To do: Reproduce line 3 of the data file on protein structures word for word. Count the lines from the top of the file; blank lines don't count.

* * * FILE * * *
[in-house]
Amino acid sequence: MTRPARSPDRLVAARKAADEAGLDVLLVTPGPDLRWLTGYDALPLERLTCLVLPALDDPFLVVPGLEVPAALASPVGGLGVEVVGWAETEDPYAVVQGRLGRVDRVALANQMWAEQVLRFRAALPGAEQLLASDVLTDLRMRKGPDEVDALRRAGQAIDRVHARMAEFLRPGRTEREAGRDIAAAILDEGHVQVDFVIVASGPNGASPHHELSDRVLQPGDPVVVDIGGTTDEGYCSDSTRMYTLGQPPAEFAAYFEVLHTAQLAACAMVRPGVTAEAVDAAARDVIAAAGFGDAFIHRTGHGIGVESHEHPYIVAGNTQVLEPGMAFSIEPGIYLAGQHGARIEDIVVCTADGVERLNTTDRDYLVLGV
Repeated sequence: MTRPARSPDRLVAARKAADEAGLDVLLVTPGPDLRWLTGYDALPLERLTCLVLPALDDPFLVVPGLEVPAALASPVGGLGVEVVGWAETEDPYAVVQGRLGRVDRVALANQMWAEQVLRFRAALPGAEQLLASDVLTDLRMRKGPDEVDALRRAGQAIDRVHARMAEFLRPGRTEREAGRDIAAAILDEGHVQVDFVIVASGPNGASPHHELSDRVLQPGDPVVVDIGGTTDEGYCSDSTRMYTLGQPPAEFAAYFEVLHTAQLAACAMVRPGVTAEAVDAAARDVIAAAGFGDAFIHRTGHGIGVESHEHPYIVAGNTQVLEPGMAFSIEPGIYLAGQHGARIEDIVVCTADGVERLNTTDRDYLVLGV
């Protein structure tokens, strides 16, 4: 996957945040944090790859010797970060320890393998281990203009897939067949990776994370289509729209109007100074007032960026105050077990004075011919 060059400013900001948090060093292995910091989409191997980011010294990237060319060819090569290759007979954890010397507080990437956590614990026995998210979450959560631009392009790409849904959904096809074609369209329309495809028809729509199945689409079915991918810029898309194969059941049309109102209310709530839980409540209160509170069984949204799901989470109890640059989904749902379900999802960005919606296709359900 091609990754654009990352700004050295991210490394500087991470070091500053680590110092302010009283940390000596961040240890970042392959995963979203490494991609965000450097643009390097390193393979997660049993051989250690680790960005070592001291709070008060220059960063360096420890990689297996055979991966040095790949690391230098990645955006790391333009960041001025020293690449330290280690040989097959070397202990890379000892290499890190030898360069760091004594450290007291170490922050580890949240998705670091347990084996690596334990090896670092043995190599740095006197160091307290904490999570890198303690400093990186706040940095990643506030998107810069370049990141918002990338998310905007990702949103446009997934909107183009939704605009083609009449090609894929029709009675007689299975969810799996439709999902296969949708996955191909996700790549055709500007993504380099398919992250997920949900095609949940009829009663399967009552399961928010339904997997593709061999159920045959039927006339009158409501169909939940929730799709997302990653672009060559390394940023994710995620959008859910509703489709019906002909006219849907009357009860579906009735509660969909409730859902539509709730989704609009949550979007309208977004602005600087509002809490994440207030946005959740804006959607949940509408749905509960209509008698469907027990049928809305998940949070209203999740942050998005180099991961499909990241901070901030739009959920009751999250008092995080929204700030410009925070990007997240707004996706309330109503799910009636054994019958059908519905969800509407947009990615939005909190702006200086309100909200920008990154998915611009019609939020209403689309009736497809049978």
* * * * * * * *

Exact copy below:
Repeated sequence: MTRPARSPDRLVAARKAADEAGLDVLLVTPGPDLRWLTGYDALPLERLTCLVLPALDDPFLVVPGLEVPAALASPVGGLGVEVVGWAETEDPYAVVQGRLGRVDRVALANQMWAEQVLRFRAALPGAEQLLASDVLTDLRMRKGPDEVDALRRAGQAIDRVHARMAEFLRPGRTEREAGRDIAAAILDEGHVQVDFVIVASGPNGASPHHELSDRVLQPGDPVVVDIGGTTDEGYCSDSTRMYTLGQPPAEFAAYFEVLHTAQLAACAMVRPGVTAEAVDAAARDVIAAAGFGDAFIHRTGHGIGVESHEHPYIVAGNTQVLEPGMAFSIEPGIYLAGQHGARIEDIVVCTADGVERLNTTDRDYLVLGV